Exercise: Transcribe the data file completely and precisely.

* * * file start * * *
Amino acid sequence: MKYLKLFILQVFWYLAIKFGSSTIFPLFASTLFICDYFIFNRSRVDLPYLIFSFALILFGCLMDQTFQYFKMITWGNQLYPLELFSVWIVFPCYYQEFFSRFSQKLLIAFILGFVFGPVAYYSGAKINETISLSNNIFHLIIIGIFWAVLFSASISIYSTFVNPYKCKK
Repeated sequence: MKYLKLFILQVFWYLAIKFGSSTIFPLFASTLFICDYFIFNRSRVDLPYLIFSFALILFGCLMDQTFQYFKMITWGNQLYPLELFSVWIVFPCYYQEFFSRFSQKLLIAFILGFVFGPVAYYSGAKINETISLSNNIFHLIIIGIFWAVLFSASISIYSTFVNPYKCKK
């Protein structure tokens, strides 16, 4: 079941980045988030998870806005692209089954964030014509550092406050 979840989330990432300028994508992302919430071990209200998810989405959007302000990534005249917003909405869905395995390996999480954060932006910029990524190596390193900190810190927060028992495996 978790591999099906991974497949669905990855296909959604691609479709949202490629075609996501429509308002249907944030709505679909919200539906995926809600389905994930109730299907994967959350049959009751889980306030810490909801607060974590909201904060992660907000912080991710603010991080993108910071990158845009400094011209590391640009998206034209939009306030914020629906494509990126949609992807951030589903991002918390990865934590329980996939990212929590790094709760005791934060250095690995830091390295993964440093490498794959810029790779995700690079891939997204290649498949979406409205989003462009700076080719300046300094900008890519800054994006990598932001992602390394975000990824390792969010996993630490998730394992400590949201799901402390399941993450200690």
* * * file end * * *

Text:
Amino acid sequence: MKYLKLFILQVFWYLAIKFGSSTIFPLFASTLFICDYFIFNRSRVDLPYLIFSFALILFGCLMDQTFQYFKMITWGNQLYPLELFSVWIVFPCYYQEFFSRFSQKLLIAFILGFVFGPVAYYSGAKINETISLSNNIFHLIIIGIFWAVLFSASISIYSTFVNPYKCKK
Repeated sequence: MKYLKLFILQVFWYLAIKFGSSTIFPLFASTLFICDYFIFNRSRVDLPYLIFSFALILFGCLMDQTFQYFKMITWGNQLYPLELFSVWIVFPCYYQEFFSRFSQKLLIAFILGFVFGPVAYYSGAKINETISLSNNIFHLIIIGIFWAVLFSASISIYSTFVNPYKCKK
């Protein structure tokens, strides 16, 4: 079941980045988030998870806005692209089954964030014509550092406050 979840989330990432300028994508992302919430071990209200998810989405959007302000990534005249917003909405869905395995390996999480954060932006910029990524190596390193900190810190927060028992495996 978790591999099906991974497949669905990855296909959604691609479709949202490629075609996501429509308002249907944030709505679909919200539906995926809600389905994930109730299907994967959350049959009751889980306030810490909801607060974590909201904060992660907000912080991710603010991080993108910071990158845009400094011209590391640009998206034209939009306030914020629906494509990126949609992807951030589903991002918390990865934590329980996939990212929590790094709760005791934060250095690995830091390295993964440093490498794959810029790779995700690079891939997204290649498949979406409205989003462009700076080719300046300094900008890519800054994006990598932001992602390394975000990824390792969010996993630490998730394992400590949201799901402390399941993450200690």